To characterize the bacterial Ags that prime fMIGWII cross-reactive CD8+ T cells, we generated 12 CTL clones from mice infected with L. monocytogenes fMIGneg by limiting dilution. A CD8+ T cell line from L. monocytogenes 10403s-infected mice was also generated. All T cell clones and the T cell line stained with fMIGWII:H2-M3 tetramers (Fig. 5, A and B) and recognized fMIGWII with similar affinities, as determined by chromium release assays using a peptide titration (Fig. 5, C and D). Analysis of the TCR Vβ repertoire by staining with Vβ-specific mAbs demonstrated the complexity of the CTL line (Fig. 5E) and supported the clonality of the T cell clones (Fig. 5, F and G).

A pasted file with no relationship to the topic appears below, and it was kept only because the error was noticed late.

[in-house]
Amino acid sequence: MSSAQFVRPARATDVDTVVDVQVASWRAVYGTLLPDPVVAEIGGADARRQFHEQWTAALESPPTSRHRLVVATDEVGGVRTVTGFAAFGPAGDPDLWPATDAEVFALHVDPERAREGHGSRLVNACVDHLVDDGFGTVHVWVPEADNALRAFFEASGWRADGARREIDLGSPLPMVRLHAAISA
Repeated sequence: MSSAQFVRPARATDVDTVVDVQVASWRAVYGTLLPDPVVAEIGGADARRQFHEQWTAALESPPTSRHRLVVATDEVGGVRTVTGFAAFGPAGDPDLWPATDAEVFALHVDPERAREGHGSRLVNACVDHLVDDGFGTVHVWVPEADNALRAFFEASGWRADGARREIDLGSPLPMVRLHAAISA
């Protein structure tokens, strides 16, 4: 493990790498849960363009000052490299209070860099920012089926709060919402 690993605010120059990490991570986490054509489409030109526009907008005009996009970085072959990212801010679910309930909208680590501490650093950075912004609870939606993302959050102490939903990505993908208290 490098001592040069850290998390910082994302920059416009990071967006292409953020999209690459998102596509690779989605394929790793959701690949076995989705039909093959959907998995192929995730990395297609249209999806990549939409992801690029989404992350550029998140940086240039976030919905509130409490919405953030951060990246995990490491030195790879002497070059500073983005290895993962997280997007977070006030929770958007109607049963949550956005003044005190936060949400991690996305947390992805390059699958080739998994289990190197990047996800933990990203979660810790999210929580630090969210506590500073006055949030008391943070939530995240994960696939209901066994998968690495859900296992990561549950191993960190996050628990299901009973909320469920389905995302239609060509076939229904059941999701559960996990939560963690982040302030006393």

The fMIGWII peptide was originally identified by expression cloning (11), but can also be purified from bacterial supernatants. fMIVIL was identified by mass spectrometric sequencing of HPLC-fractioned Listeria supernatants (12). To further characterize the ligand(s) which primes fMIGWII-specific T cells in the absence of fMIGWII, we HPLC fractionated bacterial culture supernatants and assayed fractions for recognition by fMIGWII-specific CTL clones. L. monocytogenes fMIGneg was grown in peptide-free medium, and filtered culture supernatants were applied to C-18 reverse-phase column. The bound material was eluted with increasing concentrations of acetonitrile into four fractions (10, 20, 30, 40%). These bulk eluates were lyophilized and subjected to reverse-phase HPLC fractionation. The HPLC fractions were tested in CTL assays with all 12 CTL clones and demonstrated complex and distinct recognition pattern for each clone. Multiple fractions derived from the 20 and 30% bulk eluates contained fMIGWII cross-reactive ligands and induced cytolytic activity in three representative CTL clones derived from L. monocytogenes fMIGneg-infected mice (Fig. 6).